Dakar: Peterhansel closes in on Roma in Stage 9 (VIDEO)

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11-time Dakar Rally champion Stephane Peterhansel (pictured) became the all-time Dakar leader in stage wins with a victory today in Stage 9 from Calama to Iquique, Chile.

With the setting having shifted to the sands of Chile’s Atacama Desert, Peterhansel collected his 64th career win in the Dakar, surpassing Vladimir Chagin to claim the special record.

The Frenchman earned the Tuesday triumph by two minutes, 10 seconds over Nasser Al-Attiyah, and he also drew closer to overall car leader and third-place finisher Nani Roma.

With four stages remaining, the battle is far from decided as Roma’s lead over Peterhansel has shrunk again – this time, to 12 minutes, 10 seconds. And as the Dakar hits crunch time, Peterhansel is relishing his role as the hunter.

“For sure, I am in a good position because I have no pressure…I am not the leader,” he said. “Now I’m trying to drive as fast as possible. I’m taking real pleasure in it now, because I have nothing to lose.

“At the end, I’m second and it’s not my goal to finish second. So I will push and we will see what happens.”

Overall bike leader Marc Coma strengthened his grip on a potential title after a critical win today, while yesterday’s winner, Cyril Despres, followed up with a second place result.

“It was a complicated stage in the Atacama Desert,” said Coma, who now holds a overall lead of 55 minutes, 36 seconds over Joan Barreda.

“Very nice and very fast at the beginning, but on the last part we found some dunes. I tried to catch Joan, because he started two minutes in front of me. When I caught up with him I tried to follow to ride together to the end. It was a good day for me.”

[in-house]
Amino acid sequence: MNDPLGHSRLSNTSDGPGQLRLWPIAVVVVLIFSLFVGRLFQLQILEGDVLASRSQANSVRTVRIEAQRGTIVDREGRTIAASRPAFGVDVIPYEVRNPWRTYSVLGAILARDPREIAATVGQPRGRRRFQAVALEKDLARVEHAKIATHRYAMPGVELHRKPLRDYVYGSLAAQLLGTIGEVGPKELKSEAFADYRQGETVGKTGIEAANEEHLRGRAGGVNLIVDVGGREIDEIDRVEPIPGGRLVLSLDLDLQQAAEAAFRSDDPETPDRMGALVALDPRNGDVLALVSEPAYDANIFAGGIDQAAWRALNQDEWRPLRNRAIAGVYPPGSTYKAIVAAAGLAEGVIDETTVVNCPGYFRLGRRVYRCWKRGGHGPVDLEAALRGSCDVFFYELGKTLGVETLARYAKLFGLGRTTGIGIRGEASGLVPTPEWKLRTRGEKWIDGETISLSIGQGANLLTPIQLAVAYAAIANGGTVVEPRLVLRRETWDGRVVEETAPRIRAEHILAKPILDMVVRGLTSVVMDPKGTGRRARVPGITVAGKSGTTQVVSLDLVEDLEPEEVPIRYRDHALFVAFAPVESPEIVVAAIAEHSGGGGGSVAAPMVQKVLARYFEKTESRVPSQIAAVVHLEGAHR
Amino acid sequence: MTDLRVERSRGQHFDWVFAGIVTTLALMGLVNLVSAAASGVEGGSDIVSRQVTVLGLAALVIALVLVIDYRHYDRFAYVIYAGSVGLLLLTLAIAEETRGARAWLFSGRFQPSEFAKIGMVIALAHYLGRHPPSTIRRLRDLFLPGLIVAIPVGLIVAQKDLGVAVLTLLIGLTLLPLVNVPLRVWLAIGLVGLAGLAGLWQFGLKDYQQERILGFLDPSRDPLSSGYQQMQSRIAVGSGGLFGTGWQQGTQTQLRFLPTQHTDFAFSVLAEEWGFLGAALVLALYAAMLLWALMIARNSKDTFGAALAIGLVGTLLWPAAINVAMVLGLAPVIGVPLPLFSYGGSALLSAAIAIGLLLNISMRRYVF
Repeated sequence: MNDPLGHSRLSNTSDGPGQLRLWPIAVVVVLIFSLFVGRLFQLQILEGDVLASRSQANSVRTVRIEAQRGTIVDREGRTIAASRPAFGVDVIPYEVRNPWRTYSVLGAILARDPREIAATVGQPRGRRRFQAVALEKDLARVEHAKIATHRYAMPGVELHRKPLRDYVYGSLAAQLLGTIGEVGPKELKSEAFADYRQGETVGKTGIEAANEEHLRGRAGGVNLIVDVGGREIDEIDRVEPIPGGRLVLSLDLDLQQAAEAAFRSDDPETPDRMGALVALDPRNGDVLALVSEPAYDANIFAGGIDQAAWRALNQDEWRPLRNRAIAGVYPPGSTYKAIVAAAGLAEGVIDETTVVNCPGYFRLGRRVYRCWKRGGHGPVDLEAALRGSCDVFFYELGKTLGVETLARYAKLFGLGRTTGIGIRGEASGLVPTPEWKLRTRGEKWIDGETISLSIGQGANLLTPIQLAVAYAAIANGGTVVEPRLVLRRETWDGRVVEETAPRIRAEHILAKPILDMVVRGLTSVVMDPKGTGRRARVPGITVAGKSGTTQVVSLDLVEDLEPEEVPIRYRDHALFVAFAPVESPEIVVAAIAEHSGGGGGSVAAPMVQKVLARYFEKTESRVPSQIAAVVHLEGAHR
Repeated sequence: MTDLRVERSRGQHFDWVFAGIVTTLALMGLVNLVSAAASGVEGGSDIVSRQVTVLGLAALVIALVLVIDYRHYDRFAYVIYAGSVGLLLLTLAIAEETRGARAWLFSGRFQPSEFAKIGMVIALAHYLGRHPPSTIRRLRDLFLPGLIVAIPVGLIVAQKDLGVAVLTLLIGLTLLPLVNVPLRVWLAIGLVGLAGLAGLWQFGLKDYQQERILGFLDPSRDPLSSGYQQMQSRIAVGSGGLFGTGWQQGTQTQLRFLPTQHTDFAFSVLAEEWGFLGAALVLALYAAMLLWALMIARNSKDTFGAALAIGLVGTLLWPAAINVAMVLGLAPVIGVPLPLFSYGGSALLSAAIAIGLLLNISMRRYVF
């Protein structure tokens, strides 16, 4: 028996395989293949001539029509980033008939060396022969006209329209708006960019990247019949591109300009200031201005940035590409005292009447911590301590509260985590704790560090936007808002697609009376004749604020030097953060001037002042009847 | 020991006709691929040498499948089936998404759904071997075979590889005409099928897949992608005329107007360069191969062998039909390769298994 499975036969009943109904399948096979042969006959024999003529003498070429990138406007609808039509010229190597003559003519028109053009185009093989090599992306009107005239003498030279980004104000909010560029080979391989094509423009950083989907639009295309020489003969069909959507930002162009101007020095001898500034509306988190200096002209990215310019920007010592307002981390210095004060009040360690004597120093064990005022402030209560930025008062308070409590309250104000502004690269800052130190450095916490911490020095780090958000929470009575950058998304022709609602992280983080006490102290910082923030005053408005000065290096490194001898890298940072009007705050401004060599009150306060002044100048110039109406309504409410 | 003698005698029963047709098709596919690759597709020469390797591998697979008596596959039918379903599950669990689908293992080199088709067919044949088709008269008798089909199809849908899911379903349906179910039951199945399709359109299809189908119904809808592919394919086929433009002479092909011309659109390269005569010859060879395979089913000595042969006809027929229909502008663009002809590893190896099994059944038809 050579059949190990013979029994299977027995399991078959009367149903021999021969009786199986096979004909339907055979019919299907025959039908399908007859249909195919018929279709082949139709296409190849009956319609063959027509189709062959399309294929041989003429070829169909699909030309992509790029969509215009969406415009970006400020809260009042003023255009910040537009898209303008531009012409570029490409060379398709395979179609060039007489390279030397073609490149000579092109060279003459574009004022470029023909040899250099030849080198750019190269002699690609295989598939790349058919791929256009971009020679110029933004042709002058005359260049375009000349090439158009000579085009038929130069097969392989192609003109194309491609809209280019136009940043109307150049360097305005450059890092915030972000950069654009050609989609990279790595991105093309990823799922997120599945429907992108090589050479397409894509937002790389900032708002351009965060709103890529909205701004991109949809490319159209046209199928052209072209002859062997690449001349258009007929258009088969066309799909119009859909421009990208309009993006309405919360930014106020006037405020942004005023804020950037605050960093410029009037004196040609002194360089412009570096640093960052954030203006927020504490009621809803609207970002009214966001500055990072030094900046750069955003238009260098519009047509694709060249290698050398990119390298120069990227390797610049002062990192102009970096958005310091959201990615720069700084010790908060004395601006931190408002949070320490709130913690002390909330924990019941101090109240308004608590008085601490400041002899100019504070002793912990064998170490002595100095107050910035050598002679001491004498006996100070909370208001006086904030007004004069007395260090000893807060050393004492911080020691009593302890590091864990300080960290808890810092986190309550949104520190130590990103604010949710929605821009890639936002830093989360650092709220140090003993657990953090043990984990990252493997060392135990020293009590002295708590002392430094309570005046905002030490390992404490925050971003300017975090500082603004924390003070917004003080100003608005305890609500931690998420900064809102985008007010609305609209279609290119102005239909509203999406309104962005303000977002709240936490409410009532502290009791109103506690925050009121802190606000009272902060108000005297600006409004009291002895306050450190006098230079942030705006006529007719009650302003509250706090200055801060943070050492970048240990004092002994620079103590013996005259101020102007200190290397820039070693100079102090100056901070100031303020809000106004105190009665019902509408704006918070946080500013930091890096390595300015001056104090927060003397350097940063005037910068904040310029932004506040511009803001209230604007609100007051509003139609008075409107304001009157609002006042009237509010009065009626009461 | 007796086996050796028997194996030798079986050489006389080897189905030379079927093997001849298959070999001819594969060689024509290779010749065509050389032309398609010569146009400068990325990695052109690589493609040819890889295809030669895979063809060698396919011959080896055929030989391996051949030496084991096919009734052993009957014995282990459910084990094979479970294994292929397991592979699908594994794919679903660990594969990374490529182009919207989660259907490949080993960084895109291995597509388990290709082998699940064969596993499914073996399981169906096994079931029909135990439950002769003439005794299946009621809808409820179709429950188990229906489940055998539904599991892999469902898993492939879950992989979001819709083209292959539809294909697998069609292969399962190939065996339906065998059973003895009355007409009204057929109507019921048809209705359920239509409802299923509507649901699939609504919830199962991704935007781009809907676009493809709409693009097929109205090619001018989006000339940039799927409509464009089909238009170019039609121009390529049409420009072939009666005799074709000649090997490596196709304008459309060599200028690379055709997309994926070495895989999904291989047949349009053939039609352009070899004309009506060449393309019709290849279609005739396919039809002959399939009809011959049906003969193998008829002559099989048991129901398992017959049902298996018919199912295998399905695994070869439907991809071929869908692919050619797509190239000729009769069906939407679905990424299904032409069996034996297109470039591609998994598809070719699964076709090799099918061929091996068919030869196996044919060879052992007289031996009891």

As for Barreda, he initially finished second behind Coma today but drew a penalty that caused him to settle for ninth according to the Dakar website.

Quads leader Ignacio Casale nearly suffered disaster today on the road to Iquique. The Chilean racer was forced to stop multiple times to tend to a tire puncture.

But after putting on a spare, he was able to charge to a second-place finish behind stage winner Sebastian Husseini and also put more ground between himself and main rivals Sergio Lafuente and Rafal Sonik in the overall; Casale is now up 22 minutes, 39 seconds on Lafuente, while Sonik sits 46 minutes, 28 seconds behind.

“In the end, it’s a good stage, because I managed to claw the time back on my pursuers,” Casale said. “I was a bit scared, because there was a lot of time to make up and I had to push myself and the machine, but I’ve managed to get to Iquique after a positive stage, so I’m very happy.”

Andrey Karginov was finally able to put a dent in Gerard de Rooy’s overall lead in the truck category. Karginov earned his second consecutive win, taking away just over 19 minutes from the Dutchman in the process.

de Rooy still came away with a second, but after Stage 9, his lead over Karginov has fallen to 13 minutes, 28 seconds. He may remain atop the standings but the margin of error has noticeably slimmed.

Hamilton: Abu Dhabi ‘the last race with good-looking cars’ in F1

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Lewis Hamilton believes that this weekend’s Abu Dhabi Grand Prix will be remembered as the last race with good-looking Formula 1 cars ahead of the introduction of the ‘Halo’ cockpit protection for next year.

Officials from the FIA and F1 Strategy Group confirmed earlier this year that the Halo would be fitted to all cars from the 2018 season in a bid to improve safety standards, with the deaths of Justin Wilson and Jules Bianchi putting head protection high on the agenda for the series’ chiefs.

Hamilton has long made his opposition to the Halo clear, believing it will ruin the look of F1 cars, and echoed his thoughts ahead of the final Halo-less race in Abu Dhabi this weekend.

“It’s the last year of looking good I think in the cars. It’s the last race where the cars will look good,” Hamilton said.

“I think next year, it’s all downhill from there in terms of how they look.

“But safety will go up at least, and maybe it could be successful in some way.”

Hamilton’s F1 title rival Sebastian Vettel was less bothered about the change, believing the field will adjust and move on.

“The cars will look different next year. Everything I’ve seen so far looks different, but on the other hand it is something we all get used to,” Vettel said.

“But no doubt the cars look better now, but we’ll get used to it, and we’ll work on the aesthetics so it can be better. It is less of a big deal.”

Red Bull’s Daniel Ricciardo shared Vettel’s view, saying: “I don’t think it’s gonna be as dramatic as most people make it out to be.”